WASHINGTON -- The White House is rejecting criticisms of a prominent conservative attorney's decision to defend the Defense of Marriage Act (DOMA) on behalf of House Republicans, and standing behind recent comments by Attorney General Eric Holder.
In Wednesday morning's briefing with reporters -- which was dominated by questions about President Obama's birth certificate -- Press Secretary Jay Carney said the White House had no problem with House Republicans' decision to hire former solicitor general Paul Clement to defend DOMA, which defines federal marriage as between one man and one woman.
The House took up the case after Holder announced in February that the administration would no longer argue in support of the law after concluding that it is unconstitutional.
"We think -- as we said from the beginning when we talked ... about the decision no longer from the administration to defend the Defense of Marriage Act, that we would support efforts by Congress if they so chose to defend it," said Carney. "And so I have nothing to add to the attorney general’s comments."
Carney was referring to Holder's comments made a day earlier, in which he defended Clement taking up the DOMA case. On Monday, Clement left the prestigious law firm King & Spalding, where he was a partner, after it said it was filing a motion to withdraw its representation on the case. His resignation came after significant pressure from LGBT rights groups.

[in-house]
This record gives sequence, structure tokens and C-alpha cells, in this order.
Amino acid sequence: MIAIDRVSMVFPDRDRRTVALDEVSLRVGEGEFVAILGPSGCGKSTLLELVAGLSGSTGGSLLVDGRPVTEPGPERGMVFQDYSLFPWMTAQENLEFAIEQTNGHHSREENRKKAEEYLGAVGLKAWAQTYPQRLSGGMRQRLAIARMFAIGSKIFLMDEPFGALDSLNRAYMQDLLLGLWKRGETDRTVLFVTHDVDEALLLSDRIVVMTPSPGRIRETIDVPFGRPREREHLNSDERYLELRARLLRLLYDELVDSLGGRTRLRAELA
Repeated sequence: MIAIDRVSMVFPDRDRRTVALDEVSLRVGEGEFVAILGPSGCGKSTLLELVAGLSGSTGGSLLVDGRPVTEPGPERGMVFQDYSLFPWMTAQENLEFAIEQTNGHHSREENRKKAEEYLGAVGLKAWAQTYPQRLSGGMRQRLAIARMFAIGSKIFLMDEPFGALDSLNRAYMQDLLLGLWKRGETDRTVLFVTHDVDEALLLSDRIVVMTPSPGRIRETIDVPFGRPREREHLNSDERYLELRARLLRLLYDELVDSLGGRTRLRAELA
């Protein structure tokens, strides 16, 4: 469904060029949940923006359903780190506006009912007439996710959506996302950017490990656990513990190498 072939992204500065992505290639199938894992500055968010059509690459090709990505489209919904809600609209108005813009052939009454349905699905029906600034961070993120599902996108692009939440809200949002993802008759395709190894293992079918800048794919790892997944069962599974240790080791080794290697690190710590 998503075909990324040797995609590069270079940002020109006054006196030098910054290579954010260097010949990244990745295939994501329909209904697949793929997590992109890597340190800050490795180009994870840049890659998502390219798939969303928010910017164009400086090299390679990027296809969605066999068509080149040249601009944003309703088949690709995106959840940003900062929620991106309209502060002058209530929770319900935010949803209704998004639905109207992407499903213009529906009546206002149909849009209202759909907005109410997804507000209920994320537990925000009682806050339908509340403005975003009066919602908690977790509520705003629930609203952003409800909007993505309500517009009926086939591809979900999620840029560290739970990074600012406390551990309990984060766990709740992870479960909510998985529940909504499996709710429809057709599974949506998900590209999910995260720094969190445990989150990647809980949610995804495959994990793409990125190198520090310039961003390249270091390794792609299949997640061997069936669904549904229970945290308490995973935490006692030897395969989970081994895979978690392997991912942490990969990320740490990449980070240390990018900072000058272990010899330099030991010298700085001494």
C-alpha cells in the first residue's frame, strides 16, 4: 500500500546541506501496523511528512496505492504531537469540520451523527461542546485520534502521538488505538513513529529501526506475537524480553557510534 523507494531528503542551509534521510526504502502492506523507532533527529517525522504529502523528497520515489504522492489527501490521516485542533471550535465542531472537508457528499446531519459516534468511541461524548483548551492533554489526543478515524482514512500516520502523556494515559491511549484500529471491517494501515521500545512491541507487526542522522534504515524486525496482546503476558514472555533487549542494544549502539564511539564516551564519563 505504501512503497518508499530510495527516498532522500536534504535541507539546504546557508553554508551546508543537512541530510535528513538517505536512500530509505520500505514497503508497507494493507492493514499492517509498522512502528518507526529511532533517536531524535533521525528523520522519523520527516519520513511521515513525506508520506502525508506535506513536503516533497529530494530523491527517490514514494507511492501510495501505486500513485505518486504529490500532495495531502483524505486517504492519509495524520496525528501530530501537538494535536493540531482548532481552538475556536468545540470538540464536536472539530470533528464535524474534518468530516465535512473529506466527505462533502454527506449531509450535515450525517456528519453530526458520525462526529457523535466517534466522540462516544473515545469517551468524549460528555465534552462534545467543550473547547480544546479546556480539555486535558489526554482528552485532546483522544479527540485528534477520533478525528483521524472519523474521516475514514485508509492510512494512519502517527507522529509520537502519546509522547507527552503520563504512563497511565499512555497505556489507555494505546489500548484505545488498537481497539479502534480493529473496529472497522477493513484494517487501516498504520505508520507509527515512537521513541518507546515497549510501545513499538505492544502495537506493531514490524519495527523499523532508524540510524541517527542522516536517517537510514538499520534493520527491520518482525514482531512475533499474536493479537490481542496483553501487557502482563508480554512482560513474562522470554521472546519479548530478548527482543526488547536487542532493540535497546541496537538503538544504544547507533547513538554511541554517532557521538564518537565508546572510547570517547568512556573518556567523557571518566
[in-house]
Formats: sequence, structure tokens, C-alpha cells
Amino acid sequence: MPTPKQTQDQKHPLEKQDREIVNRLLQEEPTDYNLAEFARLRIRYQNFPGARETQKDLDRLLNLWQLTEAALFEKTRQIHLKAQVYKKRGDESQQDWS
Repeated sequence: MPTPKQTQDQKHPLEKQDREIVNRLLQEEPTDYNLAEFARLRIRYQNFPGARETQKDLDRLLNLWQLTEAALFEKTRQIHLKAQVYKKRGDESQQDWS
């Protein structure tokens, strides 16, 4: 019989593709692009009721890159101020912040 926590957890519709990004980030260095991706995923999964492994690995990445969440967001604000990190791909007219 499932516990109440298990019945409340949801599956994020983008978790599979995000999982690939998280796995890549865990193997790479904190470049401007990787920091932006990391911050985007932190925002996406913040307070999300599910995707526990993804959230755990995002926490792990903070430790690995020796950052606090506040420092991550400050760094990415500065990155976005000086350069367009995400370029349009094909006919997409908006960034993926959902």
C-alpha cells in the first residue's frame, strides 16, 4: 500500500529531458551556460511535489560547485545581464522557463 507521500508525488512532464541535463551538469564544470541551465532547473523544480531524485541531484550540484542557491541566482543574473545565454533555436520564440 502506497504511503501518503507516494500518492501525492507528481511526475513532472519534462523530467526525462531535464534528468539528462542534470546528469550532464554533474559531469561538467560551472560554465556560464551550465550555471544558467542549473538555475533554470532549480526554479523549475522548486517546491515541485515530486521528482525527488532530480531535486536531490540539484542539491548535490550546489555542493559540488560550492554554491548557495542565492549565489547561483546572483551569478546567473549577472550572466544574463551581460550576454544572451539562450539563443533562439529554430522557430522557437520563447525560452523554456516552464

"Paul Clement is a great lawyer and has done a lot of really great things for this nation. In taking on the representation -- representing Congress in connection with DOMA, I think he is doing that which lawyers do when we're at our best," Holder said to reporters at the Justice Department, according to Politico. "That criticism, I think, was very misplaced."
Holder also compared the criticism of Clement to attacks received by Justice Department lawyers who had once represented Guantanamo detainees.
"It was something we dealt with here in the Department of Justice," Holder said, adding, "The people who criticized our people here at the Justice Department were wrong then, as are people who criticized Paul Clement for the representation that he's going to continue."
"We do share Eric Holder’s views on this," Carney reiterated in Wednesday's briefing.
Last month, a five-person House Bipartisan Legal Advisory Group voted along party lines (3-2) to direct the House General Counsel to initiate a legal defense of DOMA.
Paul Clement, acting on behalf of House Republicans, recently filed a motion to intervene in the DOMA case in federal court. In the motion, they explained that the Justice Department informed them that "the United States does not oppose this motion to intervene for purposes of presenting arguments in support of the constitutionality of Section 3 of DOMA, but will be filing a response to explain its position."
A Justice Department spokesman told The Huffington Post that there are no further details on the government's motion at this time.